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|Title:||Floating structure and wave energy converter||Authors:||Goh, Wei Hong.||Keywords:||DRNTU::Engineering::Civil engineering::Water resources||Issue Date:||2009||Abstract:||The attention that global warming has received in the past few years has led to increased urgency in developing of renewable energy. Of the forms of wave energy that are currently available, the OWC is the most matured and developed technology. To improve the cost-effectiveness of this technology, it was suggested that floating OWCs can be built. The early stages of the project involved designing of a floating OWC model that could be tested under laboratory conditions. We sought to find out if there were any differences between a floating breakwater and a floating OWC. Hence, the model was a floating breakwater that had adjustable front plates, so that they can be opened to form a floating OWC. Pilot tests were carried out to learn about the behaviour of the floating OWC in response to incoming waves and also to identify problems with our experimental design. Wave amplitude and pressure fluctuations were recorded and using graphical analysis, patterns were extracted to gather information regarding the optimum behaviour of the model. Using Fast Fourier Transform to find out the peak amplitudes for the various parameters measured, we used the pressure changes and wave amplitudes to attempt to predict the natural period of the model, and provide indicators of peak energy absorption efficiency of the model. Evaluation of the results showed that changes in pressure were reduced with longer wave periods, while there were increased wave reflections and transmissions. Also, it could be noted that the largest mode of movement was heave, which would help boost the efficiency of the OWC. However, sway and roll motions that were supposed to be minimised by the design of our model showed changes that were higher than our expectations. Inferring from our results, we found that the natural period of the model to be around 1.7s. In conclusion, we have designed a model that can float and is able to function as an OWC. However, more needs to be done in terms of the design of the model, before we are able to study the behaviour of the model effectively. By increasing the number of diagnostic equipment for measurement, more data can be collected that allow more thorough analysis to be done. Wave separation techniques could be implemented that would allow for calculation of transmission coefficients that will ultimately allow us to study the amount of energy absorbed, and subsequently find the conversion efficiency of the model.||URI:||http://hdl.handle.net/10356/15774||Rights:||Nanyang Technological University||Fulltext Permission:||restricted||Fulltext Availability:||With Fulltext|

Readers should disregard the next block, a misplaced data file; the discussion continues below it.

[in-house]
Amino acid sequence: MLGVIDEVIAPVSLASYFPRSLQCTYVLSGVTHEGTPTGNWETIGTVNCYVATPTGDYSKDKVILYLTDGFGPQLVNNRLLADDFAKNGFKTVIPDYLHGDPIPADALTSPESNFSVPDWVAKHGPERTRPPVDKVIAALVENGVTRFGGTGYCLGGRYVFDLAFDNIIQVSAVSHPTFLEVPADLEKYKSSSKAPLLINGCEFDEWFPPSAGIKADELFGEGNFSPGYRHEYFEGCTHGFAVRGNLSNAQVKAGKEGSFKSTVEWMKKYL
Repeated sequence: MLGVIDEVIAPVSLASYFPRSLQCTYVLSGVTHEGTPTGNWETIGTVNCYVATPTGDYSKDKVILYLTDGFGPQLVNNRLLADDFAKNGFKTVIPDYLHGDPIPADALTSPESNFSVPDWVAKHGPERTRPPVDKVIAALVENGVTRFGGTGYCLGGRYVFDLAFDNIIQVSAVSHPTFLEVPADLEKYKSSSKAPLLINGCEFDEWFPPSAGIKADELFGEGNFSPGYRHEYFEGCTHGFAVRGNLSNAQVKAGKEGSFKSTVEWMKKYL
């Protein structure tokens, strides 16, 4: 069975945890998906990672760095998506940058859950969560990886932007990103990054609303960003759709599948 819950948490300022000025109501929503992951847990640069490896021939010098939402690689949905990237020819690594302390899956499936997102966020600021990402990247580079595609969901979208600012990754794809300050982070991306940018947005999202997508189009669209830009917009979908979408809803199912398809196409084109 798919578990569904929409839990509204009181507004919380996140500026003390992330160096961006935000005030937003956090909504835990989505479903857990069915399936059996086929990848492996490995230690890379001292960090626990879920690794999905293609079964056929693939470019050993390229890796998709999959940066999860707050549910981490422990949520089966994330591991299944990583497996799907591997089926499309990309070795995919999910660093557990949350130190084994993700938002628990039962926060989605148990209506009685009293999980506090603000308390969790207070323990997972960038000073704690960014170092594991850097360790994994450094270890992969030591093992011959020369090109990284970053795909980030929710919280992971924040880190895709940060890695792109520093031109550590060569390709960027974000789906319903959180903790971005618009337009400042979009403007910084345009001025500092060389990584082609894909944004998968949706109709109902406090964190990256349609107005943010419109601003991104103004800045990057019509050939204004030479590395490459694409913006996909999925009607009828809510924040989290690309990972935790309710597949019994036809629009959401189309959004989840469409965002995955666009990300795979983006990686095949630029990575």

|Appears in Collections:||CEE Student Reports (FYP/IA/PA/PI)|
Updated on Nov 23, 2020
Updated on Nov 23, 2020
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